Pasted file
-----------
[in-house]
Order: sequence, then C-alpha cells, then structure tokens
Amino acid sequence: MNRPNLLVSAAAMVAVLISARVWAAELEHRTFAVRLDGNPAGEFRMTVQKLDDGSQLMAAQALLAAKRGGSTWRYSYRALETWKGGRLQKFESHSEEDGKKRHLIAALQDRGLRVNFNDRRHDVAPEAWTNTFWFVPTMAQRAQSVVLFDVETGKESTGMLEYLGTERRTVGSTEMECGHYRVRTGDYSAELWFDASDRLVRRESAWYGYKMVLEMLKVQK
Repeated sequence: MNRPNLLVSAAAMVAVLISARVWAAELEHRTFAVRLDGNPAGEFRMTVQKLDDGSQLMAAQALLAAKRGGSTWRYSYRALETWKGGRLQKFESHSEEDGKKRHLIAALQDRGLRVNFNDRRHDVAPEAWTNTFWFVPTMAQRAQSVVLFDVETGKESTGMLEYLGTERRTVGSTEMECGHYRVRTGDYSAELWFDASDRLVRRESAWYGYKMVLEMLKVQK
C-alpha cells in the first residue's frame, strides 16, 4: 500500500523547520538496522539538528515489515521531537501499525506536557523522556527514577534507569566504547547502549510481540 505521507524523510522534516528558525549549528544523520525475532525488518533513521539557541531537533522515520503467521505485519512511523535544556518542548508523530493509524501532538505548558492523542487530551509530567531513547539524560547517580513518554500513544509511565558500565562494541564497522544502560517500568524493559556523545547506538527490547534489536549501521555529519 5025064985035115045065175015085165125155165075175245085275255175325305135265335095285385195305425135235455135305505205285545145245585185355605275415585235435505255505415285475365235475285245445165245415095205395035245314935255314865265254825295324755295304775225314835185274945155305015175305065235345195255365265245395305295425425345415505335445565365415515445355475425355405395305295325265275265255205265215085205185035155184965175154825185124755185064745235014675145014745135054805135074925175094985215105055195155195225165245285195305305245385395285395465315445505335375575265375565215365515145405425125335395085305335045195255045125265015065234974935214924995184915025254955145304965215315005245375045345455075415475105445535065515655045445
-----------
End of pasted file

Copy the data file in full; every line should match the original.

[in-house]
Order: sequence, then C-alpha cells, then structure tokens
Amino acid sequence: MNRPNLLVSAAAMVAVLISARVWAAELEHRTFAVRLDGNPAGEFRMTVQKLDDGSQLMAAQALLAAKRGGSTWRYSYRALETWKGGRLQKFESHSEEDGKKRHLIAALQDRGLRVNFNDRRHDVAPEAWTNTFWFVPTMAQRAQSVVLFDVETGKESTGMLEYLGTERRTVGSTEMECGHYRVRTGDYSAELWFDASDRLVRRESAWYGYKMVLEMLKVQK
Repeated sequence: MNRPNLLVSAAAMVAVLISARVWAAELEHRTFAVRLDGNPAGEFRMTVQKLDDGSQLMAAQALLAAKRGGSTWRYSYRALETWKGGRLQKFESHSEEDGKKRHLIAALQDRGLRVNFNDRRHDVAPEAWTNTFWFVPTMAQRAQSVVLFDVETGKESTGMLEYLGTERRTVGSTEMECGHYRVRTGDYSAELWFDASDRLVRRESAWYGYKMVLEMLKVQK
C-alpha cells in the first residue's frame, strides 16, 4: 500500500523547520538496522539538528515489515521531537501499525506536557523522556527514577534507569566504547547502549510481540 505521507524523510522534516528558525549549528544523520525475532525488518533513521539557541531537533522515520503467521505485519512511523535544556518542548508523530493509524501532538505548558492523542487530551509530567531513547539524560547517580513518554500513544509511565558500565562494541564497522544502560517500568524493559556523545547506538527490547534489536549501521555529519 5025064985035115045065175015085165125155165075175245085275255175325305135265335095285385195305425135235455135305505205285545145245585185355605275415585235435505255505415285475365235475285245445165245415095205395035245314935255314865265254825295324755295304775225314835185274945155305015175305065235345195255365265245395305295425425345415505335445565365415515445355475425355405395305295325265275265255205265215085205185035155184965175154825185124755185064745235014675145014745135054805135074925175094985215105055195155195225165245285195305305245385395285395465315445505335375575265375565215365515145405425125335395085305335045195255045125265015065234974935214924995184915025254955145304965215315005245375045345455075415475105445535065515655045445